Spell-binding photos tell fascinating story of 19th century Polish emigration to South America - and of their modern-day descendants
A photography project by two cousins offers an intimate portrait of the Polish diaspora in South America, past and present.
The Polish diaspora contains 20 million people globally. While the Polish community in North America continues to have a strong visibility, people know less about the one in South America.
Many Poles emigrated to South America in the 19th Century and early 20th Century, often because of the economic, demographic and political situation in partitioned Poland.
The waves of Polish emigration to Brazil even became known as “gorączka brazylijska” (Brazilian fever).
These days, Curitiba in Brazil is among the “most Polish” cities in the world, with as many as 400,000 people with Polish roots.
In their ongoing project “Waiting for the Snow”, cousins Katarzyna and Marianne Wasowska offer an intimate portrait of the 19th century Polish emigration to Brazil and Argentina, where there is also a sizeable diaspora.
Born in 1990 in Gdańsk, Katarzyna Wasowska studied psychology, before doing an MA diploma in photography.
Her work has featured in exhibitions in Europe, including in Budapest and Berlin.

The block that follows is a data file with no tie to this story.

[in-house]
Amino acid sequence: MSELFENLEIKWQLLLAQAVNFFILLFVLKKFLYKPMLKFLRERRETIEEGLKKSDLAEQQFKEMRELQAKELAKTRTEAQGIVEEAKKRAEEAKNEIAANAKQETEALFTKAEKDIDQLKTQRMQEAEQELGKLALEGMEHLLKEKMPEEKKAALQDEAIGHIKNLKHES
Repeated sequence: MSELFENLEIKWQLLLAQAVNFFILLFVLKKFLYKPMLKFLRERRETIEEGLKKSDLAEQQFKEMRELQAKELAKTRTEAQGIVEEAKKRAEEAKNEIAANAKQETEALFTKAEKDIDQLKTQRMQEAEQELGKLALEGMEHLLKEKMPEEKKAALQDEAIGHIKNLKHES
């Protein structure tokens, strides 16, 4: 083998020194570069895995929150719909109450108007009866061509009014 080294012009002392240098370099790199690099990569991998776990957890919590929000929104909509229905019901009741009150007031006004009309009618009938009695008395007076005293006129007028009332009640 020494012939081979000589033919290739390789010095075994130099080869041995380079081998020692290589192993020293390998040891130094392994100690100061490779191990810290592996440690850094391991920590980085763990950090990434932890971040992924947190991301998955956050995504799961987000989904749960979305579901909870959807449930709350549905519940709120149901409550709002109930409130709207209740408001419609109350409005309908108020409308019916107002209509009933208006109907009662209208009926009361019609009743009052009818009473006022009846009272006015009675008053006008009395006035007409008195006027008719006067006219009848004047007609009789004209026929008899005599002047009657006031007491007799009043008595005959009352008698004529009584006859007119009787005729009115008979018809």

The cousins started working together on the project after Marianne, who was born in France, met some of their relatives who had migrated to Buenos Aires while she was in Argentina.
“By using our own photographs, archival documents and family albums, we wish to create multilayered visual story,” Katarzyna Wasowska writes on her website.
The photographs range from present-day images of vibrant green jungle to yellowed documents and photographs from the 19th century, which are copies of originals that descendants of Polish migrants shared with them.
They also include portraits of people they met.
Using this combination of images, they tell the little-known story of the Poles who emigrated to South America, from their identity to their relationship with their new home.
Katarzyna says: “On the one hand we work collecting tellings from the collective memory about the country of origin and the beginnings of settlements in a new homeland.
“On another hand, we focus on creolization and mix of cultures, observing how the slavonic background got sincretized with the South American context, creating a notion of identity placed between reconstruction, fiction and fantasy.”